From fusion to green hydrogen: meet six energy startups from KTH
High electricity prices, an increasing energy demand, and the transition to renewable energy mean our society needs new solutions in the energy field. Here are six companies founded at KTH that have the potential to transform our energy supply.
KTH is Sweden's leading technical university and one of the 10 highest ranked technical universities in Europe. Here, we develop advanced technology that can contribute to a more sustainable society, including a reduced dependence on fossil fuels.
Over 30 % deeptech ideas
In 2023, over 70% of the ideas developed with support from KTH Innovation have the ambition to contribute to sustainable development. Over 30% are ideas based on advanced technology that have great potential to influence and change an industry or market, so-called deeptech.
- The energy area is one of KTH's strongest areas. It is gratifying to see that research is also translated into innovations and new companies with the aim of meeting our increased energy needs in a greener, more efficient, safer, and more reliable way, says Lisa Ericsson, head of KTH Innovation.
Six energy startups from KTH
Novatron Fusion Group
A glass of water contains all the energy a person needs in a lifetime. That is one of the reasons why fusion is often singled out as the holy grail of energy technology. However, before fusion power can be realized as a stable and sustainable energy solution in society, there are several challenges, one of the biggest of which is how the fusion plasma, which is heated to over 150 million degrees, should be handled. The company Novatron Fusion Group is developing a new solution to the problem, where the plasma is naturally kept stable by the shape of the reactor. The company was founded in 2022 based on technology developed by KTH alumnus and inventor Jan Jäderberg. A test facility is now being built at KTH to validate the technology, with the goal of delivering electricity to the grid in 2040. KTH Holding has invested in Novatron Fusion Group.
In March 2013, a group of researchers contacted KTH Innovation with the idea of developing a new kind of small nuclear reactor cooled with lead. In August of that same year, they founded the company Leadcold. That was the start of ten years of ups and downs. In 2022, Leadcold got 99 million Swedish crowns in funding from the Swedish Energy Agency and an investment of 25 million from Swedish angel investors. Founder Janne Wallenius also received the KTH Innovation Award for his creativity, grit and courage in bringing small-scale, modular reactors to the market. In December 2022, Jacob Stedman, founder of Doktor24, took over as CEO of the company. Construction of a test facility is planned to start in Oskarshamn in 2025.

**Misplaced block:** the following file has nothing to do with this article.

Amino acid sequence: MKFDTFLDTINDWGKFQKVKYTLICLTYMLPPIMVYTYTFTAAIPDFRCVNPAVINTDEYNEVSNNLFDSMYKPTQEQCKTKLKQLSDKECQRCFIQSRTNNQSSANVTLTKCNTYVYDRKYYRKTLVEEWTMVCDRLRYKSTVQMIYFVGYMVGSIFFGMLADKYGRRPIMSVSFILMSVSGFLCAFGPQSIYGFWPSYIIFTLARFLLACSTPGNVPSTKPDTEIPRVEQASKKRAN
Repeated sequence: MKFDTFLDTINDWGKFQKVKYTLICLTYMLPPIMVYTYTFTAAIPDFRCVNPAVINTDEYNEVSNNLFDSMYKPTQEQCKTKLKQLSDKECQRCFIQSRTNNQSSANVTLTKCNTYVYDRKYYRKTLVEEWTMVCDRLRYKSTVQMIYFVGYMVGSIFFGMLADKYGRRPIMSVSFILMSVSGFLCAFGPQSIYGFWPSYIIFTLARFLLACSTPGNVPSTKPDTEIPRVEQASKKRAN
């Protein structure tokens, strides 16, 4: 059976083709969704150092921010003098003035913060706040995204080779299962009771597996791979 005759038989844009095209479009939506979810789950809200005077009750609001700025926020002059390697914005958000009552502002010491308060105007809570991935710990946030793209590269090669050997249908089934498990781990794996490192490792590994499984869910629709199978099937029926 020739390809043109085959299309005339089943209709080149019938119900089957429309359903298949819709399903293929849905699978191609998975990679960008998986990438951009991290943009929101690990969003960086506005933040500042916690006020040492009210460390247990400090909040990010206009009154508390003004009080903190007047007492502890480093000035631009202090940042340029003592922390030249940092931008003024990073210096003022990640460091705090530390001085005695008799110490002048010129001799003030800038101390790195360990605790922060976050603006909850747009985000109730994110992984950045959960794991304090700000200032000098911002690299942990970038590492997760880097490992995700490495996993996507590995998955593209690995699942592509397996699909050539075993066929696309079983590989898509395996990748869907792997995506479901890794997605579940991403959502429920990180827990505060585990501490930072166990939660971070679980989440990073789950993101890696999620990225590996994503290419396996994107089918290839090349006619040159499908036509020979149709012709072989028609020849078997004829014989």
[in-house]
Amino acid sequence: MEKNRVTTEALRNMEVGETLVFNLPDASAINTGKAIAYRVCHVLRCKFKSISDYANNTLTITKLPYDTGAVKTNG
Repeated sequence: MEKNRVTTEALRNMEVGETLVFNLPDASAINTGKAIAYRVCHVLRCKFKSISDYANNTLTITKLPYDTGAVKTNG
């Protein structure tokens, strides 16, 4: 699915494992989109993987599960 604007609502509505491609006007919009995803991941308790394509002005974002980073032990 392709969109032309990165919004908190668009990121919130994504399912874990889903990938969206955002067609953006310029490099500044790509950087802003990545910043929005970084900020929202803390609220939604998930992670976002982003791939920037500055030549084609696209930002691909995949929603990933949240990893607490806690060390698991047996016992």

Cellfion develops membranes made of wood and thinner than paper to store solar energy and wind power in a way that is sustainable for the climate. This technology has been developed during ten years of research at KTH, RISE and Linköping University. Cellfion's solution is an environmentally friendly alternative to the membranes that are used in fuel cells and large-scale battery technologies today. Those membranes often contain PFSA, a toxic material that the European Commission has proposed to ban shortly. Cellfion's technology can be used in a range of applications that are central to the transition to renewable energy, such as fuel cells, redox flow batteries and electrolysers. KTH Holding has invested in Cellfion.
Southern Lights aims to replace fossil fuels in the industry by enabling large-scale production of green hydrogen. Green hydrogen is produced through the electrolysis of water, using renewable energy from, for example, solar, wind or hydropower. That way, green hydrogen is completely free of carbon dioxide emissions, and can be used to replace fossil fuels in the steel industry, chemical production, heavy transport and more. Southern Lights has developed a SaaS tool that makes it easier and more efficient for energy developers to design green hydrogen projects. In November 2022, they joined the KTH Innovation pre-incubator program , and in January this year, they launched the first commercial version of their product.
Transformers are important components in our power systems, but they often become bottlenecks that hinder the expansion of renewable energy. The researchers behind DTR-1 have developed a software solution that enables power system operators to transfer more capacity using transformers that are already in operation. In this way, they can create space for the expansion of renewable power plants and make the system more flexible.
Another KTH spinoff that focuses on the production of green hydrogen is Caplyzer. A patent-pending technology demonstrating the world's first electrolyzer that functions as a capacitor, a new and simpler solution for water electrolysis that can contribute to a paradigm shift in the field. The solution can, for example, be used in steel production, chemical processing and in energy storage. KTH Holding has invested in Caplyzer.